Program in Molecular Medicine Publications and Presentations

Detailed structural, biochemical, cell biological, and genetic studies of any gene/protein are required to develop models of its actions in cells. Studying a protein family in the aggregate yields additional information, as one can include analyses of their coevolution, acquisition or loss of functionalities, structural pliability, and the emergence of shared or variations in molecular mechanisms. An even richer understanding of cell biology can be achieved through evaluating functionally linked protein families. In this review, we summarize current knowledge of three protein families: the ARF GTPases, the guanine nucleotide exchange factors (ARF GEFs) that activate them, and the GTPase-activating ...


Bridging From Intramuscular To Limb Perfusion Delivery Of Raav: Optimization In A Non-Human Primate Study, Alisha Gruntman, Gwladys Gernoux, Qiushi Tang, Guo-Jie Ye, Dave R. Knop, Gensheng Wang, Janet Benson, Kristen E. Coleman, Allison M. Keeler, Christian Mueller, Louis G. Chicoine, Jeffrey D. Chulay, Terence R. Flotte May 2019

Bridging From Intramuscular To Limb Perfusion Delivery Of Raav: Optimization In A Non-Human Primate Study, Alisha Gruntman, Gwladys Gernoux, Qiushi Tang, Guo-Jie Ye, Dave R. Knop, Gensheng Wang, Janet Benson, Kristen E. Coleman, Allison M. Keeler, Christian Mueller, Louis G. Chicoine, Jeffrey D. Chulay, Terence R. Flotte

Christian Mueller

Phase 1 and phase 2 gene therapy trials using intramuscular (IM) administration of a recombinant adeno-associated virus serotype 1 (rAAV1) for replacement of serum alpha-1 antitrypsin (AAT) deficiency have shown long-term (5-year) stable transgene expression at approximately 2% to 3% of therapeutic levels, arguing for the long-term viability of this approach to gene replacement of secreted serum protein deficiencies. However, achieving these levels required 100 IM injections to deliver 135 mL of vector, and further dose escalation is limited by the scalability of direct IM injection. To further advance the dose escalation, we sought to bridge the rAAV-AAT clinical development ...


Role Of The Glycerophosphocholine Acyltransferase, Gpc1, In Phosphatidylcholine (Pc) Biosynthesis And Remodeling In Saccharomyces Cerevisiae, Sanket Anaokar May 2019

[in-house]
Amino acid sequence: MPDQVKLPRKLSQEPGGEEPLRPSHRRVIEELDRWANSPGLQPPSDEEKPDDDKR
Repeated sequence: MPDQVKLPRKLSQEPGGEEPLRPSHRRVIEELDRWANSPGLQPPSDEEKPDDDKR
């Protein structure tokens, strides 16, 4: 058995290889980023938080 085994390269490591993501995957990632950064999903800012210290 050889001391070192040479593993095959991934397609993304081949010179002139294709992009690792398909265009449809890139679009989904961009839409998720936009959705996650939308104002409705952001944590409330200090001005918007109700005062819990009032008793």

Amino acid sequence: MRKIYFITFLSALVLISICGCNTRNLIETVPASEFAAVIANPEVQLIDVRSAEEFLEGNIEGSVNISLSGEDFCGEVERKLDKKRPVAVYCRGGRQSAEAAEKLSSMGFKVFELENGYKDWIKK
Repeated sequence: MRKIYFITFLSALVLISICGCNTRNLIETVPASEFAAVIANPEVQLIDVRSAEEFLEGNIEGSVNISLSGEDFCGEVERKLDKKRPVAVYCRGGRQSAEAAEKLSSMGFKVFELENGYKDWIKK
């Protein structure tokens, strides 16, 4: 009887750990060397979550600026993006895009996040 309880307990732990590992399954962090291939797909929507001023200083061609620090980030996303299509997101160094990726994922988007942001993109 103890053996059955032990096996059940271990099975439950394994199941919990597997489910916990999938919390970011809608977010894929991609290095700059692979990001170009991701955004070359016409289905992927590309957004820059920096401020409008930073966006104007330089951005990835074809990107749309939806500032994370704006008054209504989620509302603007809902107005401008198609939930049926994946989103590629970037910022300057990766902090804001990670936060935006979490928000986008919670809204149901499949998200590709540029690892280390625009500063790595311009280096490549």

Role Of The Glycerophosphocholine Acyltransferase, Gpc1, In Phosphatidylcholine (Pc) Biosynthesis And Remodeling In Saccharomyces Cerevisiae, Sanket Anaokar

Electronic Theses and Dissertations

Biomembranes are permeable barriers that enclose the cell and the intracellular organelles in a cell. The selective nature of these robust barriers acts as the first line of defense towards the harsh factors that can compromise cell survival. Biomembranes primarily consist of membrane lipids that are organized into layers to form a dynamic bilayer structure. The dynamic nature of the membrane requires the synchronized modulation of lipid composition through de novo synthesis, degradation, intracellular movement, and remodeling. Phospholipids are the major membrane lipid class, and phosphatidylcholine (PC) is the most abundant phospholipid in most eukaryotic biomembranes.

PC is primarily produced ...


Circular Dichroism And Molecular Modeling Yield A Structure For The Complex Of Human Immunodeficiency Virus Type 1 Trans-Activation Response Rna And The Binding Region Of Tat, The Trans-Acting Transcriptional Activator, Erwann P. Loret, Philippe T. Georgel, W. Curtis Johnson Jr., Pui Shing Ho May 2019

Circular Dichroism And Molecular Modeling Yield A Structure For The Complex Of Human Immunodeficiency Virus Type 1 Trans-Activation Response Rna And The Binding Region Of Tat, The Trans-Acting Transcriptional Activator, Erwann P. Loret, Philippe T. Georgel, W. Curtis Johnson Jr., Pui Shing Ho

Philippe T. Georgel

Transcription in the human immunodeficiency virus type 1 (HIV-1) retrovirus is regulated by binding the viral Tat protein (trans-acting transcriptional activator) to the trans-activation response (TAR) RNA sequence. Here, vacuum UV circular dichroism (VUV-CD) is used to study the structure of TAR and its complex with two peptide fragments that are important for Tat binding to TAR. The VUV-CD spectrum of TAR is typical of A-form RNA and is minimally perturbed when bound to either the short or the long Tat peptide. The CD spectra ofthe complexes indicate an extended structure in the argnine-rich region of Tat from amino acid ...


Decrypting Female Attractivity In Garter Snakes, Holly Rucker May 2019

Decrypting Female Attractivity In Garter Snakes, Holly Rucker

Senior Honors Projects, 2010-current

Pheromones are utilized by many species as sexual signals driving mate choice, and pheromone production in vertebrates hinges on sex hormone action. Female red-sided garter snakes (Thamnophis sirtalis parietalis) produce a skin-based sex pheromone used by males for mate detection and selection. Estradiol is necessary for pheromone production, yet the specific mechanisms within the skin are unknown. Central to this is the metabolism of testosterone to estradiol via the enzyme aromatase. It is hypothesized that female garter snakes synthesize estradiol locally in the skin and maintain pheromone production via tissue-specific regulation of aromatase. Further, I hypothesize that female attractiveness, and ...


Pre-Administration Of Medium Chain Triglycerides In Vivo Can Attenuate Or Block The Effects Of Recurrent Hypoglycemia, Dhanisha Nandigama May 2019